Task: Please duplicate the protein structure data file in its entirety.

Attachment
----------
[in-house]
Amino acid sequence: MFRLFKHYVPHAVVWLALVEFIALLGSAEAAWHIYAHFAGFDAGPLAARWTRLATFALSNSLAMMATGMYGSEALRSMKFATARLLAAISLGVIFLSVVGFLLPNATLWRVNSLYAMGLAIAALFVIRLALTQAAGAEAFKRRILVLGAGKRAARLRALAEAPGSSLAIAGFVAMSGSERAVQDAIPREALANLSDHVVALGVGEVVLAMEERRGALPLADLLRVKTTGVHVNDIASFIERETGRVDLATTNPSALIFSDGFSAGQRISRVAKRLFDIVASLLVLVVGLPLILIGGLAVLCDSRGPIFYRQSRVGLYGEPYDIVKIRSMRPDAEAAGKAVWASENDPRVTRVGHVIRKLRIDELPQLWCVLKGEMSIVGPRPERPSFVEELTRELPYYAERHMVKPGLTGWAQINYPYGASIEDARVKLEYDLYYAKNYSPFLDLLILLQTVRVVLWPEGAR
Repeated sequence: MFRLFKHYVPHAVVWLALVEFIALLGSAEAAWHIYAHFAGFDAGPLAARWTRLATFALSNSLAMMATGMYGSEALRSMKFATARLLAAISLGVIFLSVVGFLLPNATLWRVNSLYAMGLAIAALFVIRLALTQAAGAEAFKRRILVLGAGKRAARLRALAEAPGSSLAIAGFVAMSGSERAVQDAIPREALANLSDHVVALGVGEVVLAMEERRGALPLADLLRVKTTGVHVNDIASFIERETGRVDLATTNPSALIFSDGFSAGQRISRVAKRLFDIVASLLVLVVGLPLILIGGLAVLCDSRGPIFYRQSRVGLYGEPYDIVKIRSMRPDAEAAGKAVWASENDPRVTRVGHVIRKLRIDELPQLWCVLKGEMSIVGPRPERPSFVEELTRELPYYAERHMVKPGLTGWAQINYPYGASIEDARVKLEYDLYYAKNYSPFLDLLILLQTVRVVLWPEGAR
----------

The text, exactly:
[in-house]
Amino acid sequence: MFRLFKHYVPHAVVWLALVEFIALLGSAEAAWHIYAHFAGFDAGPLAARWTRLATFALSNSLAMMATGMYGSEALRSMKFATARLLAAISLGVIFLSVVGFLLPNATLWRVNSLYAMGLAIAALFVIRLALTQAAGAEAFKRRILVLGAGKRAARLRALAEAPGSSLAIAGFVAMSGSERAVQDAIPREALANLSDHVVALGVGEVVLAMEERRGALPLADLLRVKTTGVHVNDIASFIERETGRVDLATTNPSALIFSDGFSAGQRISRVAKRLFDIVASLLVLVVGLPLILIGGLAVLCDSRGPIFYRQSRVGLYGEPYDIVKIRSMRPDAEAAGKAVWASENDPRVTRVGHVIRKLRIDELPQLWCVLKGEMSIVGPRPERPSFVEELTRELPYYAERHMVKPGLTGWAQINYPYGASIEDARVKLEYDLYYAKNYSPFLDLLILLQTVRVVLWPEGAR
Repeated sequence: MFRLFKHYVPHAVVWLALVEFIALLGSAEAAWHIYAHFAGFDAGPLAARWTRLATFALSNSLAMMATGMYGSEALRSMKFATARLLAAISLGVIFLSVVGFLLPNATLWRVNSLYAMGLAIAALFVIRLALTQAAGAEAFKRRILVLGAGKRAARLRALAEAPGSSLAIAGFVAMSGSERAVQDAIPREALANLSDHVVALGVGEVVLAMEERRGALPLADLLRVKTTGVHVNDIASFIERETGRVDLATTNPSALIFSDGFSAGQRISRVAKRLFDIVASLLVLVVGLPLILIGGLAVLCDSRGPIFYRQSRVGLYGEPYDIVKIRSMRPDAEAAGKAVWASENDPRVTRVGHVIRKLRIDELPQLWCVLKGEMSIVGPRPERPSFVEELTRELPYYAERHMVKPGLTGWAQINYPYGASIEDARVKLEYDLYYAKNYSPFLDLLILLQTVRVVLWPEGAR